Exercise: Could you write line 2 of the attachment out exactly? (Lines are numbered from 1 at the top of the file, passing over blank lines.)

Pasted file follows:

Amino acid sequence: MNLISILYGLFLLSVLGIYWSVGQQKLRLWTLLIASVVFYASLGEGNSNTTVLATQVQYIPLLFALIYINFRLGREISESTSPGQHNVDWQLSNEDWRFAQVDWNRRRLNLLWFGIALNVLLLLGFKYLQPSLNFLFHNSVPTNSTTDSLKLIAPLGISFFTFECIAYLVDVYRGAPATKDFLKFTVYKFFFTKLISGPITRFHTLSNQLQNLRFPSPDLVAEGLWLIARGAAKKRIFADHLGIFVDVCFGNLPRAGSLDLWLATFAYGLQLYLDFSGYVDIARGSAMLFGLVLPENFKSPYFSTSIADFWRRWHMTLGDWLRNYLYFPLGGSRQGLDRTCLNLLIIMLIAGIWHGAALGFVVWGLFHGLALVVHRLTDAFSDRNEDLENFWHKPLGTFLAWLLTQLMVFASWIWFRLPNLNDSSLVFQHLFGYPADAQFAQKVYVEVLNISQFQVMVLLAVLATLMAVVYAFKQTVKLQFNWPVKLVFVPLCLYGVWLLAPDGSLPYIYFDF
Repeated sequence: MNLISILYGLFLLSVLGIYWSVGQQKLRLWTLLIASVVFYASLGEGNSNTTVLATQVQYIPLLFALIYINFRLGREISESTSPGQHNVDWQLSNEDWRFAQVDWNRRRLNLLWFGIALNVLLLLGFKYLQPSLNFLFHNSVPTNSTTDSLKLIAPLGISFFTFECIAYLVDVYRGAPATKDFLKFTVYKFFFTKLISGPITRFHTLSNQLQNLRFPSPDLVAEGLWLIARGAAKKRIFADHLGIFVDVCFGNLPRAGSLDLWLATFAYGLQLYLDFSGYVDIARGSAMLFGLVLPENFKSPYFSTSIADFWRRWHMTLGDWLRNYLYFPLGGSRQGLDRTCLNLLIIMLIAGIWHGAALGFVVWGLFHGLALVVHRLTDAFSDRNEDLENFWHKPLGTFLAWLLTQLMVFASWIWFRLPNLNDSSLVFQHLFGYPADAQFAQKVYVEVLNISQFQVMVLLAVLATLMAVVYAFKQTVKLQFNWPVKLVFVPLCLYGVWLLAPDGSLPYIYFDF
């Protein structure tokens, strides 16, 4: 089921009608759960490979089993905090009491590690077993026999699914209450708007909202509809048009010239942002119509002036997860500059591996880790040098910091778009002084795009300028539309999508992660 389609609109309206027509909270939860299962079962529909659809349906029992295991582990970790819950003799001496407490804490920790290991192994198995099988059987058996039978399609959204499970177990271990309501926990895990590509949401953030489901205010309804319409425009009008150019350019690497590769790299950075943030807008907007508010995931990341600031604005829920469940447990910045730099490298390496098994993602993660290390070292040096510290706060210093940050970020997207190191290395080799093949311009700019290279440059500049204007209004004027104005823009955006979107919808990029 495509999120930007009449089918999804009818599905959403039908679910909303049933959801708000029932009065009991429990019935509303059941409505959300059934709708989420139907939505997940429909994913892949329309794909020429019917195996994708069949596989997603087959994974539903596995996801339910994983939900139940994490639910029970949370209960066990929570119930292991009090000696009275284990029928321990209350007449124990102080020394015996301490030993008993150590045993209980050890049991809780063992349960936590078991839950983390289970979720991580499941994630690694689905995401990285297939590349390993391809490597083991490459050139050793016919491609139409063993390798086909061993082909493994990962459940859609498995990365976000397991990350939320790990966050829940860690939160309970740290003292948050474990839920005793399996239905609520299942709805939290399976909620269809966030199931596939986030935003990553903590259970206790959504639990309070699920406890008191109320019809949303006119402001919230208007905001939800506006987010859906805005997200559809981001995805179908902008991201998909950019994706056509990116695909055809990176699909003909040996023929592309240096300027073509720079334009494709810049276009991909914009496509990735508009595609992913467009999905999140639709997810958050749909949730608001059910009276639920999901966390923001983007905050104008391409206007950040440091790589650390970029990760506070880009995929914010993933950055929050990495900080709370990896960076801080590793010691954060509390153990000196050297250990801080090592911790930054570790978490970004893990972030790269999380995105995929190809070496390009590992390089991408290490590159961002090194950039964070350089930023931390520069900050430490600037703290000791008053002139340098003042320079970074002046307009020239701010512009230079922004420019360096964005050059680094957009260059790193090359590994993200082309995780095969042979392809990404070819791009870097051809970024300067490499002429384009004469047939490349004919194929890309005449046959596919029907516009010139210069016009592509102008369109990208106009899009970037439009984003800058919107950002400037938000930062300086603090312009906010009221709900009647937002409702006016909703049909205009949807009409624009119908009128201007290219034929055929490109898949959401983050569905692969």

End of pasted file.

Repeated sequence: MNLISILYGLFLLSVLGIYWSVGQQKLRLWTLLIASVVFYASLGEGNSNTTVLATQVQYIPLLFALIYINFRLGREISESTSPGQHNVDWQLSNEDWRFAQVDWNRRRLNLLWFGIALNVLLLLGFKYLQPSLNFLFHNSVPTNSTTDSLKLIAPLGISFFTFECIAYLVDVYRGAPATKDFLKFTVYKFFFTKLISGPITRFHTLSNQLQNLRFPSPDLVAEGLWLIARGAAKKRIFADHLGIFVDVCFGNLPRAGSLDLWLATFAYGLQLYLDFSGYVDIARGSAMLFGLVLPENFKSPYFSTSIADFWRRWHMTLGDWLRNYLYFPLGGSRQGLDRTCLNLLIIMLIAGIWHGAALGFVVWGLFHGLALVVHRLTDAFSDRNEDLENFWHKPLGTFLAWLLTQLMVFASWIWFRLPNLNDSSLVFQHLFGYPADAQFAQKVYVEVLNISQFQVMVLLAVLATLMAVVYAFKQTVKLQFNWPVKLVFVPLCLYGVWLLAPDGSLPYIYFDF